Our current understanding of the pathophysiology of equine endometritis with an emphasis on breeding-induced endometritis

Mats H.T. Troedsson, Elizabeth M. Woodward

Research output: Contribution to journalArticlepeer-review

36 Scopus citations


Equine endometritis is characterized by the expression of pro- and anti- inflammatory cytokines and an influx of polymorphonuclear neutrophils (PMNs) into the uterus. Mares resistant to persistent endometritis clear the inflammation within 24-36 h after exposure to microorganisms or semen. These mares have a rapid increase of pro-inflammatory cytokines and an upregulation of inflammatory modulating cytokines within 6 h after exposure to inflammatory challenge. In conjunction with effective uterine contractions, these events are believed to be responsible for the transient nature of the inflammation. In contrast, mares that are susceptible to persistent endometritis fail to clear the inflammation in a timely fashion. They have an imbalanced endometrial mRNA expression of pro- and anti-inflammatory cytokines, and have also been shown to suffer from an accumulation of intraluminal nitric oxide, which may be related to impaired myoelectrical activity and delayed uterine clearance. As a consequence, these mares establish a chronic inflammation, which interferes with the establishment of pregnancy. Recent studies on endometrial cytokine expression in resistant and susceptible mares have revealed information that suggest an underlying immunologic basis for susceptibility to persistent endometritis. However, the inflammatory pathways have yet not been fully studied, and a relationship between cytokine expression, nitric oxide, and myometrial contractions has not been established. In addition, seminal plasma has been shown to modulate breeding induced inflammation, but the molecular basis of the modulation is not understood. A holistic approach appears to be needed to better understand the characteristics of inflammatory pathways and ultimately the pathophysiology of the disease.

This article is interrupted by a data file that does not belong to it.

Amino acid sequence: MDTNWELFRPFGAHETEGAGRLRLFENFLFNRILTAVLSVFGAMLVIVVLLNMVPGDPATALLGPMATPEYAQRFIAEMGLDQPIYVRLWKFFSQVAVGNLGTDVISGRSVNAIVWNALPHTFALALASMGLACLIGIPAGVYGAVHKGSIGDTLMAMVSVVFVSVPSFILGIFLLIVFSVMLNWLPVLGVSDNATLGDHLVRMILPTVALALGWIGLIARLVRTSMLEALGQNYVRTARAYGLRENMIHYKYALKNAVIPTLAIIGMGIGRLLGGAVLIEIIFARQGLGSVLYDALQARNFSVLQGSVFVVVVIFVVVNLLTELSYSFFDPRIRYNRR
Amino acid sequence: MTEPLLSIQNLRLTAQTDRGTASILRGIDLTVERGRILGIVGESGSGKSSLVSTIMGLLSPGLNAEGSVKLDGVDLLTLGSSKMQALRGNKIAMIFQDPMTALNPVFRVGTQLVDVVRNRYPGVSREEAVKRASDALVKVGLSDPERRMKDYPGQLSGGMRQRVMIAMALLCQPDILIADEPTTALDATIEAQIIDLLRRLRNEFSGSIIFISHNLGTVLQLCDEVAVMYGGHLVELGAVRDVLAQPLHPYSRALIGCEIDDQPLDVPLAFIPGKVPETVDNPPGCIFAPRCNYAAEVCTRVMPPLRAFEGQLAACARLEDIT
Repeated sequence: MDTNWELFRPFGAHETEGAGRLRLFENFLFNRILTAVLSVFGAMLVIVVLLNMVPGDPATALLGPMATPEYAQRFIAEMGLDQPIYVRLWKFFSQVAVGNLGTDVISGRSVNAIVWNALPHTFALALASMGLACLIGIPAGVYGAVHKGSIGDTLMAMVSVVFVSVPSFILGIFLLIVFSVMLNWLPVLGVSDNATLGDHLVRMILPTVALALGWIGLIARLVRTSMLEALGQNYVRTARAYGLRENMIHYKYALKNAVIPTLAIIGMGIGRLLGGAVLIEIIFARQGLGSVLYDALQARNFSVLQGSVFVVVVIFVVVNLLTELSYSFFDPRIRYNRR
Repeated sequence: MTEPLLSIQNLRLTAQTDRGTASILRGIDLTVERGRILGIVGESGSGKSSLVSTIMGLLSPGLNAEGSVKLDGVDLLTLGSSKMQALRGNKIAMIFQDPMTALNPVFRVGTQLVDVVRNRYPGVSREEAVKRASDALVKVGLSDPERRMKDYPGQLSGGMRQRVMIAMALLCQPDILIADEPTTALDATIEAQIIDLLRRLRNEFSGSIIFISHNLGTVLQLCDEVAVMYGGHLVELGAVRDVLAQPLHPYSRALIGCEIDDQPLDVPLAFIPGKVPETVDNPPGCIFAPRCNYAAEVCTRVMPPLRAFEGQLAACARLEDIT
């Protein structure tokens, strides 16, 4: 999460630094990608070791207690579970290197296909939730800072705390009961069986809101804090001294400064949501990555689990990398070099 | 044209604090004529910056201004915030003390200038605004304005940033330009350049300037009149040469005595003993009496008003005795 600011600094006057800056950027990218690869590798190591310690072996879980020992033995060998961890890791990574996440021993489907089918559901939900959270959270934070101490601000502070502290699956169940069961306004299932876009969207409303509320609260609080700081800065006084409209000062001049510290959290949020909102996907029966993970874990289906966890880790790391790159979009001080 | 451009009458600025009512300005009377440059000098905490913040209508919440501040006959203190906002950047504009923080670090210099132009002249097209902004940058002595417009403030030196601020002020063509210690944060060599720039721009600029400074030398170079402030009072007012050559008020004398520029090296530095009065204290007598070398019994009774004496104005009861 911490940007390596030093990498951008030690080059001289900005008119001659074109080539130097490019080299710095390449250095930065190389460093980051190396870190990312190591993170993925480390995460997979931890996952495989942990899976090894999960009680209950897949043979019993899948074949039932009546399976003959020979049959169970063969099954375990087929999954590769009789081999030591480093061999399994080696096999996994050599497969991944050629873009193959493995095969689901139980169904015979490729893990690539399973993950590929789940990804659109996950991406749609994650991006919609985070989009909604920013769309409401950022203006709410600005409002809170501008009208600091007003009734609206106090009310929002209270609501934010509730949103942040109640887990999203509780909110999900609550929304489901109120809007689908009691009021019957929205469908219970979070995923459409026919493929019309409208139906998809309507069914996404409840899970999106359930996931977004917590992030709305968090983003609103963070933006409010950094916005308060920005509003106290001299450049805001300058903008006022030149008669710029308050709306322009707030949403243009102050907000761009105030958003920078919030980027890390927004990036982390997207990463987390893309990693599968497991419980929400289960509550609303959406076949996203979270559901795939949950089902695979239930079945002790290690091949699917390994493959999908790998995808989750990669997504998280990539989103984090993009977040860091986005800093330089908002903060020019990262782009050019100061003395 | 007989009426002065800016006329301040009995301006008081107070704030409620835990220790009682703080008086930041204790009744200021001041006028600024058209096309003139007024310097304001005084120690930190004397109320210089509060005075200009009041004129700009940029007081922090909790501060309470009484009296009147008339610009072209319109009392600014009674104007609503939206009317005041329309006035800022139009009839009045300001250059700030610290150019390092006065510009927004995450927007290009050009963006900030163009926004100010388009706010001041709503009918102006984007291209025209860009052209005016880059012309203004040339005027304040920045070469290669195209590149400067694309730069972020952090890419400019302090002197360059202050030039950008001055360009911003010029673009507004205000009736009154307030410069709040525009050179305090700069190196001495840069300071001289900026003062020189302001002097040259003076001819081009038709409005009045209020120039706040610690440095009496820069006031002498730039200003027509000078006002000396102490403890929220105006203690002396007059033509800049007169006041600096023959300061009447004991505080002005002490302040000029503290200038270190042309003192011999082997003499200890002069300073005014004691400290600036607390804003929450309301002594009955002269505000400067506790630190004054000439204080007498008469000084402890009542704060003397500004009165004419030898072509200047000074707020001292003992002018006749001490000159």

Original languageEnglish
Pages (from-to)8-12
Number of pages5
JournalReproductive Biology
Issue number1
StatePublished - Mar 1 2016

Bibliographical note

Publisher Copyright:
© 2016.


  • Endometritis
  • Equine
  • Immunology
  • Inflammation
  • Review

ASJC Scopus subject areas

  • Animal Science and Zoology
  • Endocrinology
  • Developmental Biology


Dive into the research topics of 'Our current understanding of the pathophysiology of equine endometritis with an emphasis on breeding-induced endometritis'. Together they form a unique fingerprint.

Cite this